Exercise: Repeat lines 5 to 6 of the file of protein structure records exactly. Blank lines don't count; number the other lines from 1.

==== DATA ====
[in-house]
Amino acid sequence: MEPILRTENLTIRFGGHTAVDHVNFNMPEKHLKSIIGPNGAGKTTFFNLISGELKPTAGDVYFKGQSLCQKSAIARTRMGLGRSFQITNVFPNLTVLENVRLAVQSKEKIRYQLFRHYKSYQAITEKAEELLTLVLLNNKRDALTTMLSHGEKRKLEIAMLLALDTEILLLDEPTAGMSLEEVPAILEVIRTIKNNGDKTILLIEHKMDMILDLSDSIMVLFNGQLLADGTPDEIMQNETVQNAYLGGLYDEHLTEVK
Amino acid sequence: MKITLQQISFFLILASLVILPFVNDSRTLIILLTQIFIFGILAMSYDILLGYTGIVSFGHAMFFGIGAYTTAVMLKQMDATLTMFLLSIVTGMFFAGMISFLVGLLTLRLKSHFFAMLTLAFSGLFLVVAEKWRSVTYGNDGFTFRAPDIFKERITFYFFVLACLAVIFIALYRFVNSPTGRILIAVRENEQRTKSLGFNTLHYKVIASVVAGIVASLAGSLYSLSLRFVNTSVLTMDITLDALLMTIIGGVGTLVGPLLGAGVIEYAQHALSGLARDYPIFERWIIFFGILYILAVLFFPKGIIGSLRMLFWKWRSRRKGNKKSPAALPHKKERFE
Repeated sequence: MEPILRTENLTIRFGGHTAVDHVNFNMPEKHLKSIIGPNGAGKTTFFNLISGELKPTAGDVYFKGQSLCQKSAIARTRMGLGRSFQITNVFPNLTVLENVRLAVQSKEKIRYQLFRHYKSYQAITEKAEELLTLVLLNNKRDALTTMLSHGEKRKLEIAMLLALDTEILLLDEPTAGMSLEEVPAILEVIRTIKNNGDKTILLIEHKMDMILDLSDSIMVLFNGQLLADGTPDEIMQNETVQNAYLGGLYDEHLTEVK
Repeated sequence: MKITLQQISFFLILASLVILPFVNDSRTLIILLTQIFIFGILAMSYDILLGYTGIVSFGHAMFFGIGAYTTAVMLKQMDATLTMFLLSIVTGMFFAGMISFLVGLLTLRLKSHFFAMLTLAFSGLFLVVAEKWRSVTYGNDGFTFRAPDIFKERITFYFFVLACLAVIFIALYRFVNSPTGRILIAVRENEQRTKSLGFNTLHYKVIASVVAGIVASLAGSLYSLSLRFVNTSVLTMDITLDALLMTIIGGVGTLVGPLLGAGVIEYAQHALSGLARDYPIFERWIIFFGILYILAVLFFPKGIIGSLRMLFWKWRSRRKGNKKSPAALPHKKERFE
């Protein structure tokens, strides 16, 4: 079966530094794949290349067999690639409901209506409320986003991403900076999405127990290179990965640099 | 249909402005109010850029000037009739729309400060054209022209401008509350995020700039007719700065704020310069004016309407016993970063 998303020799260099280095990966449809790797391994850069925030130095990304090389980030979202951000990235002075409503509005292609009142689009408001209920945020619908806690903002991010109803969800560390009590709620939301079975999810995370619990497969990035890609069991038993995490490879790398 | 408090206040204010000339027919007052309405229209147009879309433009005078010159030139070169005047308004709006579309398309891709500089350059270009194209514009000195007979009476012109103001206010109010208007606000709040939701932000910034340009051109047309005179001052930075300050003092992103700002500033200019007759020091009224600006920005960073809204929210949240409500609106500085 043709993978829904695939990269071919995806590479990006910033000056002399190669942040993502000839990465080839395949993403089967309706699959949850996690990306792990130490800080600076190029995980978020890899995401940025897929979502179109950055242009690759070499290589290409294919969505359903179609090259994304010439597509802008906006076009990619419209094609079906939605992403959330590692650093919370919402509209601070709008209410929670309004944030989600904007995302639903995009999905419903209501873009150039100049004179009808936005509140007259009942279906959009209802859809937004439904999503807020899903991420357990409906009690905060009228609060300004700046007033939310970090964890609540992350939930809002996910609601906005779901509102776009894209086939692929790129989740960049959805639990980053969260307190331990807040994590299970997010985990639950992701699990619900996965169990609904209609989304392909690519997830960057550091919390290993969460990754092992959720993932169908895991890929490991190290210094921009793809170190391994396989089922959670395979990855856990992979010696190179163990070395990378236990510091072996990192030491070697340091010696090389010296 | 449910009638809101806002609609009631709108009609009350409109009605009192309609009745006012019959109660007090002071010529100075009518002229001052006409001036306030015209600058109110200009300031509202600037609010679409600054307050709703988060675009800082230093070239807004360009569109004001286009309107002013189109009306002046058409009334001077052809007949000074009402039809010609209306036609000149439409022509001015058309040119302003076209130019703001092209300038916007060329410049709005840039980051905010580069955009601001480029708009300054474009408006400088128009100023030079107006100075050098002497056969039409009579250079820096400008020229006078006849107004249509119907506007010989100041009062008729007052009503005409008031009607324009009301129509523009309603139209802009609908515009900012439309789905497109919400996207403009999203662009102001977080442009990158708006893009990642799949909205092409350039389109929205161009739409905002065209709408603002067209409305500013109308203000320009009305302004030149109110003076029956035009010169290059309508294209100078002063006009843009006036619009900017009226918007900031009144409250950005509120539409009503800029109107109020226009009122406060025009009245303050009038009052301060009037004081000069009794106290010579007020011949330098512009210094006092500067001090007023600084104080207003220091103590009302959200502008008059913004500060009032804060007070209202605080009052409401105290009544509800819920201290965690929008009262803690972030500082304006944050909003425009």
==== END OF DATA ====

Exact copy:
Repeated sequence: MKITLQQISFFLILASLVILPFVNDSRTLIILLTQIFIFGILAMSYDILLGYTGIVSFGHAMFFGIGAYTTAVMLKQMDATLTMFLLSIVTGMFFAGMISFLVGLLTLRLKSHFFAMLTLAFSGLFLVVAEKWRSVTYGNDGFTFRAPDIFKERITFYFFVLACLAVIFIALYRFVNSPTGRILIAVRENEQRTKSLGFNTLHYKVIASVVAGIVASLAGSLYSLSLRFVNTSVLTMDITLDALLMTIIGGVGTLVGPLLGAGVIEYAQHALSGLARDYPIFERWIIFFGILYILAVLFFPKGIIGSLRMLFWKWRSRRKGNKKSPAALPHKKERFE
């Protein structure tokens, strides 16, 4: 079966530094794949290349067999690639409901209506409320986003991403900076999405127990290179990965640099 | 249909402005109010850029000037009739729309400060054209022209401008509350995020700039007719700065704020310069004016309407016993970063 998303020799260099280095990966449809790797391994850069925030130095990304090389980030979202951000990235002075409503509005292609009142689009408001209920945020619908806690903002991010109803969800560390009590709620939301079975999810995370619990497969990035890609069991038993995490490879790398 | 408090206040204010000339027919007052309405229209147009879309433009005078010159030139070169005047308004709006579309398309891709500089350059270009194209514009000195007979009476012109103001206010109010208007606000709040939701932000910034340009051109047309005179001052930075300050003092992103700002500033200019007759020091009224600006920005960073809204929210949240409500609106500085 043709993978829904695939990269071919995806590479990006910033000056002399190669942040993502000839990465080839395949993403089967309706699959949850996690990306792990130490800080600076190029995980978020890899995401940025897929979502179109950055242009690759070499290589290409294919969505359903179609090259994304010439597509802008906006076009990619419209094609079906939605992403959330590692650093919370919402509209601070709008209410929670309004944030989600904007995302639903995009999905419903209501873009150039100049004179009808936005509140007259009942279906959009209802859809937004439904999503807020899903991420357990409906009690905060009228609060300004700046007033939310970090964890609540992350939930809002996910609601906005779901509102776009894209086939692929790129989740960049959805639990980053969260307190331990807040994590299970997010985990639950992701699990619900996965169990609904209609989304392909690519997830960057550091919390290993969460990754092992959720993932169908895991890929490991190290210094921009793809170190391994396989089922959670395979990855856990992979010696190179163990070395990378236990510091072996990192030491070697340091010696090389010296 | 449910009638809101806002609609009631709108009609009350409109009605009192309609009745006012019959109660007090002071010529100075009518002229001052006409001036306030015209600058109110200009300031509202600037609010679409600054307050709703988060675009800082230093070239807004360009569109004001286009309107002013189109009306002046058409009334001077052809007949000074009402039809010609209306036609000149439409022509001015058309040119302003076209130019703001092209300038916007060329410049709005840039980051905010580069955009601001480029708009300054474009408006400088128009100023030079107006100075050098002497056969039409009579250079820096400008020229006078006849107004249509119907506007010989100041009062008729007052009503005409008031009607324009009301129509523009309603139209802009609908515009900012439309789905497109919400996207403009999203662009102001977080442009990158708006893009990642799949909205092409350039389109929205161009739409905002065209709408603002067209409305500013109308203000320009009305302004030149109110003076029956035009010169290059309508294209100078002063006009843009006036619009900017009226918007900031009144409250950005509120539409009503800029109107109020226009009122406060025009009245303050009038009052301060009037004081000069009794106290010579007020011949330098512009210094006092500067001090007023600084104080207003220091103590009302959200502008008059913004500060009032804060007070209202605080009052409401105290009544509800819920201290965690929008009262803690972030500082304006944050909003425009």